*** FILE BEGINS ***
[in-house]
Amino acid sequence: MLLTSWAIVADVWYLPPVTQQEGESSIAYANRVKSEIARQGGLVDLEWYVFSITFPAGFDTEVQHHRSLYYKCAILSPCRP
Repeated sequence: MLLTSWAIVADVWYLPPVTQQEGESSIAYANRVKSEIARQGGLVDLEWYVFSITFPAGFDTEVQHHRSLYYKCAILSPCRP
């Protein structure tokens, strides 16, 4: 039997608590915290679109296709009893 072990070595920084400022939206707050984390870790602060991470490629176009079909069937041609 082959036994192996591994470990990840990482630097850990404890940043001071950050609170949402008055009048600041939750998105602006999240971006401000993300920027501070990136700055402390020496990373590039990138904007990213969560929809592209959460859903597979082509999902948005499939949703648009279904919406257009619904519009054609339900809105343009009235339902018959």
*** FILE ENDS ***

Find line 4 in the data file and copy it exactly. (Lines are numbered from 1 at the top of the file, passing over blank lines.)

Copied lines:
């Protein structure tokens, strides 16, 4: 039997608590915290679109296709009893 072990070595920084400022939206707050984390870790602060991470490629176009079909069937041609 082959036994192996591994470990990840990482630097850990404890940043001071950050609170949402008055009048600041939750998105602006999240971006401000993300920027501070990136700055402390020496990373590039990138904007990213969560929809592209959460859903597979082509999902948005499939949703648009279904919406257009619904519009054609339900809105343009009235339902018959």